Hospitals nationwide face severe financial challenges as cancellations of non-urgent procedures and other non-COVID care have contributed to sharp volume and revenue declines, driving the median hospital Operating Margin to -29% in April. There simply are not enough patients right now to support basic operations.
Governors in many states have begun to lift restrictions on non-urgent procedures. State restrictions, however, are not the only thing keeping patients away. COVID’s path will play a major role in healthcare demand—whether we see a quick recovery, a long slog, a second surge, or seasonal surges. Yet another critical determinant of demand will be consumer willingness to return to hospitals and clinics.
In addition, recent research findings indicate there is a significant “fear factor” for consumers. Widespread anxiety over potentially contracting the highly contagious virus remains a barrier for consumers debating whether, when, and where to seek non-COVID related medical care.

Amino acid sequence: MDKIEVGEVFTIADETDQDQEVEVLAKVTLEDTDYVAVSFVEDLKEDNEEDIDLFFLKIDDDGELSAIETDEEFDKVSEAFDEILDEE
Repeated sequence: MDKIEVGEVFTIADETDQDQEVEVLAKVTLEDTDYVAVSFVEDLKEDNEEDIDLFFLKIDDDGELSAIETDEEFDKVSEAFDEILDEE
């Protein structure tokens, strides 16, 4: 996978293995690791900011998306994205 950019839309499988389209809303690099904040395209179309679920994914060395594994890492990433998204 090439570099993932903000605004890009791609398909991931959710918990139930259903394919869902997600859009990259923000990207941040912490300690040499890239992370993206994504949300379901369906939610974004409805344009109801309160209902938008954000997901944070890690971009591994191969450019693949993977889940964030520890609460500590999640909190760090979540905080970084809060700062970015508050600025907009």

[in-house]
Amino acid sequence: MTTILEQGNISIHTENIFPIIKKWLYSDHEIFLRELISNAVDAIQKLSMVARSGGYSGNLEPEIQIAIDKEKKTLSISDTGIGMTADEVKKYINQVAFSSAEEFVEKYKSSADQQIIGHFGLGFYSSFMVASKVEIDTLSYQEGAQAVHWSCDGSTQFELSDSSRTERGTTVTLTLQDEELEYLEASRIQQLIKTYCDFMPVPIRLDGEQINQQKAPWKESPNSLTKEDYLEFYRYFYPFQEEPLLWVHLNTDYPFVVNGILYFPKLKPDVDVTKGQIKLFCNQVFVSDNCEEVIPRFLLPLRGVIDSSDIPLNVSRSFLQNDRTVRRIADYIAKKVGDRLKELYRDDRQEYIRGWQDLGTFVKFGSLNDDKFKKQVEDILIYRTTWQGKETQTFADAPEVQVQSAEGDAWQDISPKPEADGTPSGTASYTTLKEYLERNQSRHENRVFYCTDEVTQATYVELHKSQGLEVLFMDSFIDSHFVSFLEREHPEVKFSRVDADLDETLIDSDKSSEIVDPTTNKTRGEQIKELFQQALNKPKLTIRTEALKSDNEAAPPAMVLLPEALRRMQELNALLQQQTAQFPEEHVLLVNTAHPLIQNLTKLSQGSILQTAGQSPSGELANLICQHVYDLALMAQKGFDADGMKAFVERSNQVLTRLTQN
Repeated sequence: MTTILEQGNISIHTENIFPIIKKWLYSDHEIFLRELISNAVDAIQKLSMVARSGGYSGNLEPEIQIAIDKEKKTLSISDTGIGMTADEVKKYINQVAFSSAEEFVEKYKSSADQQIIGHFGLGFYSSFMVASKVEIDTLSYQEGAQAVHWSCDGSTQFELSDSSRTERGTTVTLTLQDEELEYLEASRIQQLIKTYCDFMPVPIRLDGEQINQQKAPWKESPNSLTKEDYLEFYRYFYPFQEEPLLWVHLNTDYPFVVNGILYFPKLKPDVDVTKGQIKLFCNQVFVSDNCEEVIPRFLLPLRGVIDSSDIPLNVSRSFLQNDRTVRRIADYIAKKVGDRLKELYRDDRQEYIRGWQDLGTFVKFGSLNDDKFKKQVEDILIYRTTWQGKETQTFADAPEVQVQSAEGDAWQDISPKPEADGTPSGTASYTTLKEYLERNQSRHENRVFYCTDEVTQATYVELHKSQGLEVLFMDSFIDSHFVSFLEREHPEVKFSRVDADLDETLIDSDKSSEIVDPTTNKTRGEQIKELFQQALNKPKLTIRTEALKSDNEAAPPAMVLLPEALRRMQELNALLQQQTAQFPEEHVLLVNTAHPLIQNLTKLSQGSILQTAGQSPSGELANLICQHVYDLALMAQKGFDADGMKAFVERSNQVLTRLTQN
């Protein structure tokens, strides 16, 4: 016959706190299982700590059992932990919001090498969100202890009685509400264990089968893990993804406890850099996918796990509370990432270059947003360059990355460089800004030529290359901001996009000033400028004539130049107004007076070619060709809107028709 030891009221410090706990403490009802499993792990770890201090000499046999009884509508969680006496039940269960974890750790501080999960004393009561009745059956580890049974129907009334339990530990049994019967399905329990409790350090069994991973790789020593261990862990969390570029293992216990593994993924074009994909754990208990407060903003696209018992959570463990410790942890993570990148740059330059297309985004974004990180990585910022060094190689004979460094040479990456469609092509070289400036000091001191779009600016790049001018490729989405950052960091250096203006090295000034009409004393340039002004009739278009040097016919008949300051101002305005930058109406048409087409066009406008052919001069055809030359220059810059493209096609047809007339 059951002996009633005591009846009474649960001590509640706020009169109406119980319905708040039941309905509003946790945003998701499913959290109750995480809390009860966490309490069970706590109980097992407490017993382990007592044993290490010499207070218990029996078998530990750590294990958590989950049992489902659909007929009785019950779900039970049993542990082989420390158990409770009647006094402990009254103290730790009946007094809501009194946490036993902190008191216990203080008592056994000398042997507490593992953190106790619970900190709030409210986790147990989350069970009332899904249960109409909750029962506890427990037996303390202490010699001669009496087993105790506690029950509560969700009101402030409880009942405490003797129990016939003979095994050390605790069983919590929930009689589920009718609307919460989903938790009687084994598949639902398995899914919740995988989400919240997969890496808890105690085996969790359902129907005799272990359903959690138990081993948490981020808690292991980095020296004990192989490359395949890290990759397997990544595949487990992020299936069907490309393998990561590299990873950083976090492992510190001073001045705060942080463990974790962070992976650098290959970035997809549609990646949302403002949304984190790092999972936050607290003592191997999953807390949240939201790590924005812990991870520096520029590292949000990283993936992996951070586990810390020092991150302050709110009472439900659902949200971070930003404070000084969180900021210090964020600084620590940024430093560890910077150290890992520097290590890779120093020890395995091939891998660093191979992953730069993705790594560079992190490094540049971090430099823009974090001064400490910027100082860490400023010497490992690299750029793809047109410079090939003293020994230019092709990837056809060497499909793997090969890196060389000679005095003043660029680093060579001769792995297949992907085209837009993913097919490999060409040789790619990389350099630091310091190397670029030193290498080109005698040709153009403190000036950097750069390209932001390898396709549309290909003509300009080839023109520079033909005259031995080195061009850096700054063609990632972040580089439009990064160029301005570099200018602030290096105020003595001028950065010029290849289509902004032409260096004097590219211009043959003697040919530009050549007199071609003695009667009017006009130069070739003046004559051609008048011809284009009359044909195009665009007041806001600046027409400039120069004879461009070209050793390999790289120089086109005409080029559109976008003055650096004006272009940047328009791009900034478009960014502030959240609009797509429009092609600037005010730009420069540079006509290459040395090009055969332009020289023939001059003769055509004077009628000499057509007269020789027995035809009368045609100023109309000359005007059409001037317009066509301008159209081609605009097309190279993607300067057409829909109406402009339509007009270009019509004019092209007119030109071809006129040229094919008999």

The findings from recent Kaufman Hall consumer surveys conducted in April and May provide important insights for healthcare providers asking the fundamental questions:
- When will patients return?
- How many patients will return?
- What can hospitals do to make patients feel safe to return?
The Fear Factor
Concerns over exposure to the coronavirus remain high. A majority of adults surveyed said they are moderately or extremely concerned about COVID-19 directly affecting their health, or the health of a family member or other loved one.